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LS pollscape: Nandan Nilekani, NaMo and Karnataka's battles of wits

Whatever is being played out at the national level, in Karnataka, the Lok Sabha story is about individualistic battles this coming election.

Deepa Balakrishnan | CNN-IBNdeepab18

Updated:February 6, 2014, 7:29 AM IST
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LS pollscape: Nandan Nilekani, NaMo and Karnataka's battles of wits
Whatever is being played out at the national level, in Karnataka, the Lok Sabha story is about individualistic battles this coming election.

The NaMo vision, the RaGa saga, the third front's brave front. Whatever is being played out at the national level, in Karnataka, the Lok Sabha story is about individualistic battles this coming election - whether it is about former chief minister BS Yeddyurappa's return to the BJP or the rise of Nandan Nilekani with his Infosys-Aadhaar credentials, or about the desperate attempts by an almost-knocked-out JDS to remain relevant.

Then there's Union Petroleum Minister Veerappa Moily's son Harsha Moily who is trying to make a debut in the Congress; and former chief minister Sadananda Gowda testing new waters, as he is likely to contest from the Bangalore North seat. Gowda is currently an MLC but has earlier been an MP from the Udupi-Chikmagalur seat in coastal Karnataka.

For the BJP, which is gambling big on Karnataka as it is the party's only hope in the south, Yeddyurappa and his coterie continue to be a thorn in the flesh.

For the last few weeks, Yeddyurappa - arguably one of Karnataka's most prominent leaders of the majority Lingayat community - has been insisting neither he nor his son would contest this time. Old BJP hands have taken it as yet another drama from a man who has thrown many a tantrum the last five years.... and know that they need to take this too in their stride, as he has earlier proved that he can carry with him nearly ten per cent of Karnataka's voters.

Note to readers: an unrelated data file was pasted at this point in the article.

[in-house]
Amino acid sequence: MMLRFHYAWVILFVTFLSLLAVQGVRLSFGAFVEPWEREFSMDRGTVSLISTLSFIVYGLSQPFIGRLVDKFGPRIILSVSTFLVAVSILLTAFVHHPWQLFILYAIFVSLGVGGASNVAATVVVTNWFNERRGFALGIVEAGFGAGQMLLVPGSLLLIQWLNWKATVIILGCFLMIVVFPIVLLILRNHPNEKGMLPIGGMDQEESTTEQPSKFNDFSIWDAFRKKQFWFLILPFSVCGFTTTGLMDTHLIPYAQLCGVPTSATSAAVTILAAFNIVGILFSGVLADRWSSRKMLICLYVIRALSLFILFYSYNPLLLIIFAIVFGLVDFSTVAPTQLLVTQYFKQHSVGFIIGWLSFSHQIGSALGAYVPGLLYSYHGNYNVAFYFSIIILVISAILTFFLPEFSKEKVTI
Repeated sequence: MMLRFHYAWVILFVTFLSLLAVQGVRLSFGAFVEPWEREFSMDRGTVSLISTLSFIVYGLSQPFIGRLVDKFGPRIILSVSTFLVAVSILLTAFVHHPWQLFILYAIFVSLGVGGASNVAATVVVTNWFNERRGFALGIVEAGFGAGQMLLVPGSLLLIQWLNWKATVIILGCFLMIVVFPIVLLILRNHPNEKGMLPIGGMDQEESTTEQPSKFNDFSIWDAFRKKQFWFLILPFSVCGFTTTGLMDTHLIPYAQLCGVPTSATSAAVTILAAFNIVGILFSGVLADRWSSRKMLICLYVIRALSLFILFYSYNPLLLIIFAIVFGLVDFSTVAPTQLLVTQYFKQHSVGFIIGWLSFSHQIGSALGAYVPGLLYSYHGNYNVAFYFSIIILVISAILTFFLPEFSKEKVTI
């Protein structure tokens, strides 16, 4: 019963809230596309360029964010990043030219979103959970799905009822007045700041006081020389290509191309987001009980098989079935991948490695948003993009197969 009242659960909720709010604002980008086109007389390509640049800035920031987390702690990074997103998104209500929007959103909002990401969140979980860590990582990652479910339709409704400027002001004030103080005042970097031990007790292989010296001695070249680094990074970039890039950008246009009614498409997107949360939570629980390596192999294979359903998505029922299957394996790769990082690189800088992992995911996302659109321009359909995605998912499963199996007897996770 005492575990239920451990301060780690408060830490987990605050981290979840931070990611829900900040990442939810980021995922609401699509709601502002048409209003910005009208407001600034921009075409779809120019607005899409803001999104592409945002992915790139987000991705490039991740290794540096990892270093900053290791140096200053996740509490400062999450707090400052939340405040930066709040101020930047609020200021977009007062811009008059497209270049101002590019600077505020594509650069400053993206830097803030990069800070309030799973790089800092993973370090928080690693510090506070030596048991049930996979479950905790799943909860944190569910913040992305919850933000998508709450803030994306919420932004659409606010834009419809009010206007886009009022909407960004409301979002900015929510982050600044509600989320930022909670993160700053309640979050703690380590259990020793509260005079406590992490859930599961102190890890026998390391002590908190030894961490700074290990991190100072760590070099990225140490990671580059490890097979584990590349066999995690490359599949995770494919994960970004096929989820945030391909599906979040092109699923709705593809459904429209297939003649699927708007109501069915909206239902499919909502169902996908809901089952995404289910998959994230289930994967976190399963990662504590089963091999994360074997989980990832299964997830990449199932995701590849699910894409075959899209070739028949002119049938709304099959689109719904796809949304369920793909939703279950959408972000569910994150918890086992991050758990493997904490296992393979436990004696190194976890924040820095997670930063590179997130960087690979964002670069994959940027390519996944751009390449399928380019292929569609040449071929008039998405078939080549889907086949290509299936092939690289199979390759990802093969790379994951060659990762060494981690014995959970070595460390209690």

The BJP is grappling at straws, trying to see how it can get the maximum number of seats from Karnataka. It knows it doesn't have much of a hold in Tamil Nadu, nor in Kerala. Andhra, with the raging Telengana fires and its own regional parties, may not bring the BJP much fortune either.

So Karnataka is its only hope in the south to shore up its numbers. BJP hopes to win at least 10 of the 28 seats in Karnataka, a tough ask, under Congress rule in the state. But it's hoping to ride the NaMo wave, along with some support from Yeddyurappa's fan following. Besides, it's looking at a possible tie-up with Sriramulu - the confidante of the Reddys in Bellary who had split ways last year to form his own party too.

If they are able to bring back Sriramulu despite the mining background, they hope to win two more seats - Bellary and Raichur. And every added number counts in the final tally, with the larger picture being so fluid.

So while it's favourite tag-line was: "We care for principles, not personalities...," "The party is greater than the person...: in the Assembly elections in April 2013, these fancy slogans have been given a silent burial in the lust for numbers.

The party is also very aware that it's struggling in the coastal regions. The coastal Karnataka districts of Udupi, Karwar and Dakshina Kannada - which were once BJP's forte - have almost completely swung the Congress way - this is one of the reasons that former CM Sadananda Gowda doesn't even want to risk contesting from Udupi, a region he has represented earlier.

The Congress is in a slightly better position - it's ruling, it has won recent by-elections, it has come up with many populist schemes. It also has some star candidates - Nandan being the most famous. Whether the former Infoscion can actually win is a moot point - Ananth Kumar has been BJP MP for five straight terms, but not everyone in the party is sure of his win this time.

His margin declined considerably the last time, and there were even reports that he would look at some other constituency this time. But he's back in the reckoning for Bangalore South, hoping to ride the NaMo wave. And the battle for Bangalore South will be one of the most keenly watched.

The JDS and its patriarch Deve Gowda, still chafing their wounds after their bad performance in the Assembly elections, is trying to revive it's reach desperately. There's talk of Deve Gowda himself contesting not just from Hassan, but also Bangalore Rural, to avenge the defeat of his daughter-in-law there the last time. The JDS has also talked of reviving the third front in Karnataka but public meetings of "like-minded" parties. And the refrain of "bring JDS to victory in 20 seats and you could make Gowda PM again" is also begin heard.

Every man to his own then. Karnataka may not play a big role in how the next government finally shapes up -- that may depend more on UP, Bihar, Tamil Nadu and Andhra which have larger numbers of LS seats. Besides, there is no dominant regional party that can hope for a king-maker role. But this will be the stage of a keen potpourri of smaller battles that will dent the war.

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